We weed smoking humans have lots in common with the rest of our mammal family. Two eyes, two ears, a nose, reproductive organs and a penchant for getting high among other things. We tend to think that humans are different than the rest of the animal kingdom in that we are seemingly alone in our desire to partake in activities that don’t directly relate to fitness and survival. For humans, sacred intoxication of marijuana and other plants seems as important to our existence as sex and food. Careful observation of a small number of animals shows that sometimes, they like to party too.
Why do humans like to get high? Use of cannabis, opium, mushrooms, peyote and so many more psychotropic plants and fungi have been documented historically and anthropologically in the most ancient cultures. It appears that when humans use mind altering substances, the goal is usually directly related to the experience of mind expansion. Are cannabinoid munching pigs also looking to get high, or do these psychotropic plants provide some sort of survivalist edge?
Jaguars and DMT
Native tribes in the Amazon engage in the ritualistic use of the ayahuasca vine as a sacred rite. Jaguars have been known to ingest this vine with relative frequency. When ingested in large amounts, ayahuasca may induce vomiting. It is likely that when jaguars binge on the Amazonian plant, it is for the purpose of inducing vomiting and purging themselves of parasites or other poisons. However, it has been documented that jaguars also ingest the DMT containing plant and then roll around on the ground in ecstasy for the duration of their psychedelic experience. It has also been theorized that in certain doses ayahuasca enhances the jaguars ability to hunt due to heightened sensory perception.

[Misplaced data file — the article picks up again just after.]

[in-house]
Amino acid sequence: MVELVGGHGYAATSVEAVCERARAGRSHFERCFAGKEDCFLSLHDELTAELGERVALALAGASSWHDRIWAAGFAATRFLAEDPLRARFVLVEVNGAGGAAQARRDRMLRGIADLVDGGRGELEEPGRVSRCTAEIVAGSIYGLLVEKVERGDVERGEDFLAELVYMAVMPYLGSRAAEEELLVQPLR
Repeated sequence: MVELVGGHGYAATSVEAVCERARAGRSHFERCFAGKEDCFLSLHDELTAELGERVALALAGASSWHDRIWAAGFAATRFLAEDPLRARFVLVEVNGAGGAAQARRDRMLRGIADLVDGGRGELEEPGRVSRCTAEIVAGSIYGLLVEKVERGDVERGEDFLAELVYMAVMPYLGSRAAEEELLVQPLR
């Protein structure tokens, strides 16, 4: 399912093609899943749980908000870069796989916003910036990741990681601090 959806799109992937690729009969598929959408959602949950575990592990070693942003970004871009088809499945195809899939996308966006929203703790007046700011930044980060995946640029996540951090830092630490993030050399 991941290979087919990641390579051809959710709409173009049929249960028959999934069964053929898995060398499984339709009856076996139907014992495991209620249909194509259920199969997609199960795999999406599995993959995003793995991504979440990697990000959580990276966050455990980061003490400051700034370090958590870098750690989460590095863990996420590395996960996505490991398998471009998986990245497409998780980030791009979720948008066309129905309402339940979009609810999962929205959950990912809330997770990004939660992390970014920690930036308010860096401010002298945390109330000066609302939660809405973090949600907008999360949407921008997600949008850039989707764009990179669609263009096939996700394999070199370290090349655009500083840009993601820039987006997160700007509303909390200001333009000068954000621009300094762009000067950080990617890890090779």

Pigs and Cannabinoids
Cannabis contains many molecules that effect our bodies, the most famous of which is THC. THC is the part of marijuana that gets you high. Humans endogenously produce a molecule known as anandamide which is structurally related to THC and therefore has a nearly identical effect on the brain. Anandamides, and other cannabinoids, are found throughout the natural world. Lucky for pigs, one of those places is their favorite nosh, Tuber melanosporum. Also known as black truffles, these cannabinoid containing fungi live underground and are much sought after delicacy for swine and humans alike. An article in the science journal Phytochemistry recently pondered our split hoofed friends interest the mushroom. Their conclusion is that it is indeed very likely that pigs are interested in getting high.
The list of ecstasy seeking animals goes on and on, from opium popping wallabies to Amanita muscaria munching reindeer. This information can reframe the way we view our own relationship to cannabis. We can extrapolate from the context of the living world, that expanding our minds and feeling high may very well be an intrinsic part of nature. Potheads are not the exception, we are merely tuned into our natural instincts, embodying the very acting of being a living creature. So put that in your pipe and smoke it.